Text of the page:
In the spirit of helping enterprising students get better grades for their university assignments, I hereby answer questions from “C”, who emailed me recently … there may be some overlap with a recent mailbag response to another student over here.
I am currently studying fine arts at uni, and have chosen In the Balance for my essay in which I must critique a current contemporary art exhibition.
I am very excited about the show as it combines both my interest in environmental issues and in art. I am also hoping that it (and particularly your piece) will challenge art galleries, artists and viewers to think about sustainable practices in visual arts. I have a couple of questions I was hoping you could share some thoughts on.
1. What do you think the main purpose of the show is?
2. I assume one of the aims of the show is to engage the public audience to think about their own role in current environmental issues? Do you think it’s fair to say then, that a good measure of the success of the exhibition will actually be how people respond to the issues they were exposed to, after they leave the gallery? (For example discussing or debating the issues with their friends, making changes in their lives to lessen their carbon footprint etc.)
3. By allowing themselves to be ‘environmentally audited’ and by drawing attention to the relationship between art and environmental sustainability, do you think the MCA has potentially opened themselves up to future scrutiny, in relation to how they conduct future exhibitions and also the types of artists they invite to exhibit?
4. Are you concerned that the public may also hold you (and some of the other exhibited artists) more accountable in the future for the way you conduct your art practice?
5. Have you found the general response to your work and/or the exhibiton, to be positive, negative or both?
Once again I can’t thank you enough for your sharing your time and thoughts with me. Best of luck to you, and I’ll let you know when I am visiting the show again.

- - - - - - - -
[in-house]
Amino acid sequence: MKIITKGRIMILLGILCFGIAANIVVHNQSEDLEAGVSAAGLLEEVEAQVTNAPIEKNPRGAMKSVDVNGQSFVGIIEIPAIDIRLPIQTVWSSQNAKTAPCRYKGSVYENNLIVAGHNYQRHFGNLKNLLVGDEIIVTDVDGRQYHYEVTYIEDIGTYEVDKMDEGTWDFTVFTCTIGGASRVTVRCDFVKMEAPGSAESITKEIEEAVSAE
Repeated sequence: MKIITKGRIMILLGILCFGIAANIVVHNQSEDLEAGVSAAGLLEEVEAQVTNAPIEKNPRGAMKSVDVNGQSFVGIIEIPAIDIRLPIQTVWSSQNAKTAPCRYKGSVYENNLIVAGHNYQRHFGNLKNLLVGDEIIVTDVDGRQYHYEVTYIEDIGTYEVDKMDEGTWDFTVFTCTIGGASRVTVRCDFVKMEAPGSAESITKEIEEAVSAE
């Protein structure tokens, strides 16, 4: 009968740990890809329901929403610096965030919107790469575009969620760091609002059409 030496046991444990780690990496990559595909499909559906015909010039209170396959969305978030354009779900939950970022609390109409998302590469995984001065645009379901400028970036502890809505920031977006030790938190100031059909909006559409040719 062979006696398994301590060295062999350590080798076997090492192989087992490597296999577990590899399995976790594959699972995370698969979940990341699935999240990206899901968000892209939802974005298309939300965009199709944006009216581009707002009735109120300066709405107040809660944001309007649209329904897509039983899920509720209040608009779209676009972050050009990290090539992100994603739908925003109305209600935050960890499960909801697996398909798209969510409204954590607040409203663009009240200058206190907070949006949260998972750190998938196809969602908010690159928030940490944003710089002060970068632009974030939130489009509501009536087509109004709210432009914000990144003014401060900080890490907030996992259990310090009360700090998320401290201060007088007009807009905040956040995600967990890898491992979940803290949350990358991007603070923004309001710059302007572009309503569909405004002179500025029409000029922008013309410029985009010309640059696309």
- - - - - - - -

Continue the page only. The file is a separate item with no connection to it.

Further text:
The Auditor Responds:
Dear C, thanks for your questions. Good ones! Here are my responses…
1. I don’t think I can answer that question. Perhaps you and others can help me out here? What is the purpose of any art exhibition? To entertain? To provoke? To boost the egos of all concerned?
If it helps, Rachel Kent in her introduction to the exhibition catalogue writes that In the Balance “responds to current environmental debates”. Maybe that’s it? It’s a desire by the MCA to chime in – to have something to say about the hottest topic in town right now. I don’t mean to be facetious. It would seem absurd for any contemporary art museum to carry on full steam ahead with their curatorial programming without taking some time to at least consider this subject matter. Don’t you think?
2. Good question! First of all, you suggest that we might measure the success of an exhibition by the impact it has on gallery visitors’ lives and the ripples in the “real” world outside the museum. One of the difficult things is actually how to go about measuring this impact. How would you do it? With a survey or questionnaire? And what time scale would be appropriate for measuring this change?
Regardless of these difficulties, I do think that your question reaches towards something that is seldom considered in art. Usually we accept the artist’s statement of intentionality, and combine this with an interpretation of the visual experience of the artwork by an expert who writes about it, and we leave it at that.
Thus the whole world of “audience experience” remains an unknown gaseous cloud of wonderment. Personally, I want to breathe in some of that cloud – so I try to build artworks which incorporate into themselves (at least to some small extent) my own audience’s experience (through dialogue online and interaction in the physical space of the installation). But of course all artworks can’t be expected to function in this way…